Supposed I have an image that I want to tag as 0.10.24 (in my case it's an image containing Node.js 0.10.24). I built that image using a Dockerfile and executing docker build and by providing a tag using the -t parameter.

I expect that one day I will have additional versions of that image, so I will rerun the process, just with another tag name.

So far, so good. This works great and fine and all is well.

But, and this is where problems start, I also want to always have the newest image tagged ad latest additionally. So I guess I need to give two names to the very same image.

How do I do this? Do I really need to re-run docker build on the exact same version again, but this time use another tag, is is there a better option?


You can have multiple tags when building the image:

$ docker build -t whenry/fedora-jboss:latest -t whenry/fedora-jboss:v2.1 .

Reference: https://docs.docker.com/engine/reference/commandline/build/#tag-image-t

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  • 24
    you can also leave off the :latest portion, as that is the default: docker build -t whenry/fedora-jboss -t whenry/fedora-jboss:v2.1 . – TemporalWolf Mar 20 '18 at 21:20

Once you have your image, you can use

$ docker tag <image> <newName>/<repoName>:<tagName>
  1. Build and tag the image with creack/node:latest

    $ ID=$(docker build -q -t creack/node .)
  2. Add a new tag

    $ docker tag $ID creack/node:0.10.24
  3. You can use this and skip the -t part from build

    $ docker tag $ID creack/node:latest
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    This doesn't seem to work anymore? The build command doesn't return the image id, ID contains the entire build log – Nicolas Mommaerts Jul 24 '14 at 11:09
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    The build logs are supposed to be on stderr, you can open a bugreport on github. Otherwise, when you build with -t, you can use directly the given tag and discard altogether the image id. In my example, the first line produce an image creack/node:latest, you can then tag it with docker tag creack/node:latest creack/node:0.10.24 – creack Jul 24 '14 at 11:12
  • This works well with something like REV=$(hg identify --num) – analytik Jun 3 '15 at 13:41
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    To make the latest tag work properly, you will probably want to do docker tag -f $ID creack/node:latest in order to force the tagging with latest (in case a previous image was already latest) – treaz Jun 25 '15 at 10:45
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    Use: ID=$(docker build -q -t myrepo/myname:mytag . ) . The "-q" means only the ID is written to stdout. You should always specify a tag, as if you don't the tag 'latest' will be used, even if you are building of an old branch. – David Roussel Feb 10 '16 at 11:44

Here is my bash script

docker build -t ${IMAGE}:${VERSION} .
docker tag ${IMAGE}:${VERSION} ${IMAGE}:latest

You can then remove untagged images if you rebuilt the same version with

docker rmi $(docker images | grep "^<none>" | awk "{print $3}")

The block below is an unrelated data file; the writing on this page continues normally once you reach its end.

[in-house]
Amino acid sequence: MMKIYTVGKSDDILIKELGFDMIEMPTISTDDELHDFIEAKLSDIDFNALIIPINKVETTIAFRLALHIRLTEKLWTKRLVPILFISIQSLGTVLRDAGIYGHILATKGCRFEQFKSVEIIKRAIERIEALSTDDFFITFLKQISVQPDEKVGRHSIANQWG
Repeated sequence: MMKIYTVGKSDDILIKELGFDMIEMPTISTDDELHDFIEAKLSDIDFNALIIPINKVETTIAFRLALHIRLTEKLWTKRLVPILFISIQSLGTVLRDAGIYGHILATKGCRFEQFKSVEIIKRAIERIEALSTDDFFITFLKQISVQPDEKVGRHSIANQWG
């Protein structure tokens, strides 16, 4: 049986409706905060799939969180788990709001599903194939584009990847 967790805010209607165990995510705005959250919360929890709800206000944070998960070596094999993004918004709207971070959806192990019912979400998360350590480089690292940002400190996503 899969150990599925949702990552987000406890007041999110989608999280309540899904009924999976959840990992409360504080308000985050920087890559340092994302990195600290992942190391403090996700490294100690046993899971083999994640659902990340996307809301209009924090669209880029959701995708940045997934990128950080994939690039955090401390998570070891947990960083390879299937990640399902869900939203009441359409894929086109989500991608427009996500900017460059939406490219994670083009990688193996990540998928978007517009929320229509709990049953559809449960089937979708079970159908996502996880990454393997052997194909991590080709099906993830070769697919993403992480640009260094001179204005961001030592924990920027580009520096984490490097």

docker rmi $(docker images | grep "^<none>" | tr -s " " | cut -d' ' -f3 | tr '\n' ' ')


Clean up commands:

Docker 1.13 introduces clean-up commands. To remove all unused containers, images, networks and volumes:

docker system prune

or individually:

docker container prune
docker image prune
docker network prune
docker volume prune
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  • On my machine (Ubuntu 14.04) awk '{print $3}' works but not awk "{print $3}" so the command I use is docker rmi $(docker images -a | grep "^<none>" | awk '{print $3}') – grim Mar 23 '16 at 22:06
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    the -f option no longer exists in docker tag. Usage is just docker tag IMAGE[:TAG] IMAGE[:TAG] – jwadsack Oct 26 '16 at 0:11
  • @2Fast2BCn: Assuming you also need to docker push after docker build & docker run, do you push with :latest or ${VERSION}? – Idan Adar Jun 19 '17 at 9:11
  • You can push both I guess. It will store it only once anyway. – 2Fast2BCn Jun 19 '17 at 9:41

ID=$(docker build -t creack/node .) doesn't work for me since ID will contain the output from the build.

SO I'm using this small BASH script:


set -o pipefail

IMAGE=...your image name...
VERSION=...the version...

docker build -t ${IMAGE}:${VERSION} . | tee build.log || exit 1
ID=$(tail -1 build.log | awk '{print $3;}')
docker tag $ID ${IMAGE}:latest

docker images | grep ${IMAGE}

docker run --rm ${IMAGE}:latest /opt/java7/bin/java -version
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Just grep the ID from docker images:

docker build -t creack/node:latest .
ID="$(docker images | grep 'creak/node' | head -n 1 | awk '{print $3}')"
docker tag "$ID" creack/node:0.10.24
docker tag "$ID" creack/node:latest

Needs no temporary file and gives full build output. You still can redirect it to /dev/null or a log file.

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Variation of Aaron's answer. Using sed without temporary files

ID=$(docker build  -t ${IMAGE}  .  | tail -1 | sed 's/.*Successfully built \(.*\)$/\1/')

docker tag ${ID} ${IMAGE}:${VERSION}
docker tag -f ${ID} ${IMAGE}:latest
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